The good part: the second half of the game mostly takes place in and on a giant skyscraper-sized statue of Apollo. Levels are named after Apollo's body parts. You're playing The Foot of Apollo! The Forearm of Apollo! The Ribs of Apollo! (Not making this up.) And as you play, you gain a few more ridiculous abilities that may or may not have been swiped from Zelda games. (Hint: Elegy of Emptiness). But you stop caring about the game's problems because you begin to enjoy-at least I began to enjoy-how good the game's combat feels.

You've been given a ludicrous arsenal, and though you are probably neglecting the weak ice moves, you're taking advantage of five hours of practice and five hours of being armed with new powers to switch from chain-blade attack to block to dodge to.... the game's refined grapple system.... the new melee moves that let you disarm enemies and use their weapons on them...the rage mode....the special magic... even that dopey decay/restore magic is good in combat. Moves chain together. Almost nothing is mapped to a many-button (dialed) combo. Almost all of it is a couple of button presses away. And it all feels so good to use against a crowd.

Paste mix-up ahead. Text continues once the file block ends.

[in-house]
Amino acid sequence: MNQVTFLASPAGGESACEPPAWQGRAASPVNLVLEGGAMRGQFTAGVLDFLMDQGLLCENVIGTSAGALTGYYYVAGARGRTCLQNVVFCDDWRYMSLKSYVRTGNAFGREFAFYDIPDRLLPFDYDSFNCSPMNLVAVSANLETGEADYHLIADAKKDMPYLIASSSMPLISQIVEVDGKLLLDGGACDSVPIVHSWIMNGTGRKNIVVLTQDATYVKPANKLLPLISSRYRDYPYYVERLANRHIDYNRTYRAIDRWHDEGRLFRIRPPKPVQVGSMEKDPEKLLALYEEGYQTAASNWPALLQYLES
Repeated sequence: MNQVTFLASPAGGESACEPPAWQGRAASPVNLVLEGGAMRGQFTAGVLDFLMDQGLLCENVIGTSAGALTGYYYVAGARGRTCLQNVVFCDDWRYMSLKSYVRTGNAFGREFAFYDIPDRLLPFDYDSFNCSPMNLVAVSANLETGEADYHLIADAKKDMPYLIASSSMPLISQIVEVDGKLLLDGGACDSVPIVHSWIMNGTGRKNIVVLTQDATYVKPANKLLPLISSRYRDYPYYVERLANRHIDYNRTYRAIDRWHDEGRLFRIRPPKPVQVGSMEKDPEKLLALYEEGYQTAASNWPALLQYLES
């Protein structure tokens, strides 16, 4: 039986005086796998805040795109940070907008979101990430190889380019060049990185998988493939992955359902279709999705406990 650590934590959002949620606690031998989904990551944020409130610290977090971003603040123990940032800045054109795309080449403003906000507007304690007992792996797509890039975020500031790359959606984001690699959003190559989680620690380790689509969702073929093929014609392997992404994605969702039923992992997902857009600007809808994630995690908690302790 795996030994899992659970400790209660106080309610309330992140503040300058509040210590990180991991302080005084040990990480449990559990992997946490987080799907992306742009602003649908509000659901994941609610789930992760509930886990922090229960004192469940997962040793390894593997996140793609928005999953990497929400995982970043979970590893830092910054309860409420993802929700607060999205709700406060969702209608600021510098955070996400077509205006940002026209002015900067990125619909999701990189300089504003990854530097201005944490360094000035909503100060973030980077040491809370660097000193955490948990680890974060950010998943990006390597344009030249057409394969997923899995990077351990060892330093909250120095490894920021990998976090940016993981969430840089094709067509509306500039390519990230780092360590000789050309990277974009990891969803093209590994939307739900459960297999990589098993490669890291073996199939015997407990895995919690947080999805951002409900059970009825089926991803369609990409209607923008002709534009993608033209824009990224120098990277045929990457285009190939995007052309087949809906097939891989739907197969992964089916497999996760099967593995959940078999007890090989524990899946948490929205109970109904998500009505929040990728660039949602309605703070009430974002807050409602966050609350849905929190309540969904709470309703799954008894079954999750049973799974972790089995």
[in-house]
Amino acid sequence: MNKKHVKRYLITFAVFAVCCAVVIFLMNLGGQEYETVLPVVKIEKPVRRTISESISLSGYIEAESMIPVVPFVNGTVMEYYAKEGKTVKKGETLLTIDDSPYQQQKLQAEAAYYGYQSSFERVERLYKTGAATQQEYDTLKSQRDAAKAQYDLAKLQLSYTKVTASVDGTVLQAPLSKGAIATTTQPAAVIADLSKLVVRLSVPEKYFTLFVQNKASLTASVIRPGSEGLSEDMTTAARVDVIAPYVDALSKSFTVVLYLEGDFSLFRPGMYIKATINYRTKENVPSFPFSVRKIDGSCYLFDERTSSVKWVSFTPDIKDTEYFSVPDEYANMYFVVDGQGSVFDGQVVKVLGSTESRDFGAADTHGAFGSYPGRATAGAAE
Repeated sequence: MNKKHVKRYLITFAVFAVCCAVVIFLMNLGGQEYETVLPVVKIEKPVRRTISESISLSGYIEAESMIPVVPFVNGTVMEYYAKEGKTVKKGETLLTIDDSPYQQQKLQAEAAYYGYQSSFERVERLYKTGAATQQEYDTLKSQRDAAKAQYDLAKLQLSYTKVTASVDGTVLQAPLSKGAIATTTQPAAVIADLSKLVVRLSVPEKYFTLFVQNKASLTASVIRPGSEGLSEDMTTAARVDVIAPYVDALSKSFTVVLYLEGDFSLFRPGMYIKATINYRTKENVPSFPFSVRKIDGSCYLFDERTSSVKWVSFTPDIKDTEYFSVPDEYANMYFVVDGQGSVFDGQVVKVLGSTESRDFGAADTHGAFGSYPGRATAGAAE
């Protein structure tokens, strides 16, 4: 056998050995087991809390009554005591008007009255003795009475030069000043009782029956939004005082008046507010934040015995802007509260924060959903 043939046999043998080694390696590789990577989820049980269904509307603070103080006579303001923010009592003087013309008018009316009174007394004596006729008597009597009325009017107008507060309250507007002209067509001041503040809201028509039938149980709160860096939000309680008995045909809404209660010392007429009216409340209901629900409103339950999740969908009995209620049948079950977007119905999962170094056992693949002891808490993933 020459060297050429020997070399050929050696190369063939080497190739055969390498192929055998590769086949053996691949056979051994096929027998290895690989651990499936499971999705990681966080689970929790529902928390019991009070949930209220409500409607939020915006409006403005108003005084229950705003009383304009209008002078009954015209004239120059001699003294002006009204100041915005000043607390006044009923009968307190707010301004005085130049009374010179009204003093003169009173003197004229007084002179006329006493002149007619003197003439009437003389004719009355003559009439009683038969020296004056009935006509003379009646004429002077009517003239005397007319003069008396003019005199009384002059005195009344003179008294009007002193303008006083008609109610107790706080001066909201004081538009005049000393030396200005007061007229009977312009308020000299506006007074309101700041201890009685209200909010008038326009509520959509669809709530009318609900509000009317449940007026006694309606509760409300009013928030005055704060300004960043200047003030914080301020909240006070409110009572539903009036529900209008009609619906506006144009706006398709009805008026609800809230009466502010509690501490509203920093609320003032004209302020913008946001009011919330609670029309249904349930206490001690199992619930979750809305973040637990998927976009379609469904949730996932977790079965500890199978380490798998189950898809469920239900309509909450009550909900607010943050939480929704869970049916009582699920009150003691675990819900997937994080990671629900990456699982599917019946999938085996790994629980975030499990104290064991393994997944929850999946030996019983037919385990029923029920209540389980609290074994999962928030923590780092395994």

The game is sick with whatever disease the new Zelda games have. Its developers feel obligated to spend a stupid number of hours early on starting you from zero and giving you your proverbial bow and bombs and boomerang. And, as with The Legend of Zelda: Skyward Sword, it's only after you get past what amounts to newbie initiation that your move-set has enough new stuff in it (and enemies that compel you to use that stuff) that you get a sense of what Ascension is supposed to feel like. It feels like chaos, controlled.

The robots probably wouldn't have thought of some of Ascension's better tweaks to established God of War combat. The new disarmament system introduces some good risk-reward, as you first try to grab a knock a weapon from the hands of an enemy and then have to take the time to grab it while the enemies nearby are probably still trying to attack you. For all of Ascension's tiresome fealty to the God of War tropes of old-the slow-opening treasure chests, the red, blue and green orbs, etc.-the development team improves the button-combo finishing moves. No longer will you simply press a few buttons, when prompted, to stylishly kill a cyclops or gorgon. Nope. Now you will engage in a "mini-game". You/Kratos will hold the enemy with one hand, stab the enemy via rapid button presses with the other while occasionally needing to dodge the flailing enemy's counter-attacks using the analog stick. The sense of intimate struggle in these moments is Ascension at its best. Its violence is lurid as ever, but now it feels uncomfortably close. It feels like a struggle. And that feels like an improvement.